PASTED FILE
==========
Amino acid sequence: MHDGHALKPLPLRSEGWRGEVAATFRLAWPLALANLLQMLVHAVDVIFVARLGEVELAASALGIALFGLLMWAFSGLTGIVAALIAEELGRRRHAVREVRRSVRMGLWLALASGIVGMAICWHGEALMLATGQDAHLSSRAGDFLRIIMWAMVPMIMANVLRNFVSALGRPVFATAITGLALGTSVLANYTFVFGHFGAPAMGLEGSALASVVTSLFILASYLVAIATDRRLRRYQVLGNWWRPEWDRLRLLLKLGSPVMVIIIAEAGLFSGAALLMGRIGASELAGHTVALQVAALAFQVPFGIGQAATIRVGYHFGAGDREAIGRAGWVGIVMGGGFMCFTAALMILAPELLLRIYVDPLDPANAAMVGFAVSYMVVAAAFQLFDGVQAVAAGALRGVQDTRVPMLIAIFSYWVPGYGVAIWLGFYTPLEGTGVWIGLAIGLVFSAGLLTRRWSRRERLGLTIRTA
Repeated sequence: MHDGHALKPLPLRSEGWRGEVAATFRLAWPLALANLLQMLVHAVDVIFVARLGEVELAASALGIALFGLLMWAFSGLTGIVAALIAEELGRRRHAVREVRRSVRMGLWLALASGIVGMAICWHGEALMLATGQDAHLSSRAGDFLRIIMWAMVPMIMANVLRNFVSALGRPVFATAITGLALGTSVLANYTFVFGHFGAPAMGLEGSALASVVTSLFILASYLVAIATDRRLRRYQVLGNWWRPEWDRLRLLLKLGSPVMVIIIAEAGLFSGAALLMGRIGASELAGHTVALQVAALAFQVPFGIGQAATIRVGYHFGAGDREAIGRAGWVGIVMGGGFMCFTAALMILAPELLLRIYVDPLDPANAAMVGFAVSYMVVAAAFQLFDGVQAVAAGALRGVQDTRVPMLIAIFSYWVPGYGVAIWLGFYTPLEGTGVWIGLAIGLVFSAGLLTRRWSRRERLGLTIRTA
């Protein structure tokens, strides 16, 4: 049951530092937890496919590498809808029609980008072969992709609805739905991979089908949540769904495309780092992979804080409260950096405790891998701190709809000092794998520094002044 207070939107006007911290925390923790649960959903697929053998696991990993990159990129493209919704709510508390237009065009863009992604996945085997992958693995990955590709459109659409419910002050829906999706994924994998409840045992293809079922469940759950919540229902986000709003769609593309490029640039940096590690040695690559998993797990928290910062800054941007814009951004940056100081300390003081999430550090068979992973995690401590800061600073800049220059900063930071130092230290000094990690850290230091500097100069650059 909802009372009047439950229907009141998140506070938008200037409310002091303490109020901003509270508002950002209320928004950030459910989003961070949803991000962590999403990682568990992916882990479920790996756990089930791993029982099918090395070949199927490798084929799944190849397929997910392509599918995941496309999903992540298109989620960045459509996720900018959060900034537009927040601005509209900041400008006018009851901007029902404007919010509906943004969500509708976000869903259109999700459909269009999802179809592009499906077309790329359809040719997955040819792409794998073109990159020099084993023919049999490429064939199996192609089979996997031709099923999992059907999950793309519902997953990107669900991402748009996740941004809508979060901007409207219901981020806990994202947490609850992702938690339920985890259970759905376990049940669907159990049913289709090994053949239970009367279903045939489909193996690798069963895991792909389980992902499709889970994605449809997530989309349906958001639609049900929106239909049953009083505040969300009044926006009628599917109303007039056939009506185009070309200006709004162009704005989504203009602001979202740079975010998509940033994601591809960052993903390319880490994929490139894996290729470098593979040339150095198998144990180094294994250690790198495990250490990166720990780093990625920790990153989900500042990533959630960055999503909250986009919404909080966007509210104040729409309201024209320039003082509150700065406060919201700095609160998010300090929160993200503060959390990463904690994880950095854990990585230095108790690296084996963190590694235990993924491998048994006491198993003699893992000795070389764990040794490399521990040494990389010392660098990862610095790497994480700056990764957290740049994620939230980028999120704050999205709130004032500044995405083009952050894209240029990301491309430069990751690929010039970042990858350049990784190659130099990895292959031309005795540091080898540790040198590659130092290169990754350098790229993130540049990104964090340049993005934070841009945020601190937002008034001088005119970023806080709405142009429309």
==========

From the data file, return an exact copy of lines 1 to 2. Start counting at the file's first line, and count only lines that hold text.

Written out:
Amino acid sequence: MHDGHALKPLPLRSEGWRGEVAATFRLAWPLALANLLQMLVHAVDVIFVARLGEVELAASALGIALFGLLMWAFSGLTGIVAALIAEELGRRRHAVREVRRSVRMGLWLALASGIVGMAICWHGEALMLATGQDAHLSSRAGDFLRIIMWAMVPMIMANVLRNFVSALGRPVFATAITGLALGTSVLANYTFVFGHFGAPAMGLEGSALASVVTSLFILASYLVAIATDRRLRRYQVLGNWWRPEWDRLRLLLKLGSPVMVIIIAEAGLFSGAALLMGRIGASELAGHTVALQVAALAFQVPFGIGQAATIRVGYHFGAGDREAIGRAGWVGIVMGGGFMCFTAALMILAPELLLRIYVDPLDPANAAMVGFAVSYMVVAAAFQLFDGVQAVAAGALRGVQDTRVPMLIAIFSYWVPGYGVAIWLGFYTPLEGTGVWIGLAIGLVFSAGLLTRRWSRRERLGLTIRTA
Repeated sequence: MHDGHALKPLPLRSEGWRGEVAATFRLAWPLALANLLQMLVHAVDVIFVARLGEVELAASALGIALFGLLMWAFSGLTGIVAALIAEELGRRRHAVREVRRSVRMGLWLALASGIVGMAICWHGEALMLATGQDAHLSSRAGDFLRIIMWAMVPMIMANVLRNFVSALGRPVFATAITGLALGTSVLANYTFVFGHFGAPAMGLEGSALASVVTSLFILASYLVAIATDRRLRRYQVLGNWWRPEWDRLRLLLKLGSPVMVIIIAEAGLFSGAALLMGRIGASELAGHTVALQVAALAFQVPFGIGQAATIRVGYHFGAGDREAIGRAGWVGIVMGGGFMCFTAALMILAPELLLRIYVDPLDPANAAMVGFAVSYMVVAAAFQLFDGVQAVAAGALRGVQDTRVPMLIAIFSYWVPGYGVAIWLGFYTPLEGTGVWIGLAIGLVFSAGLLTRRWSRRERLGLTIRTA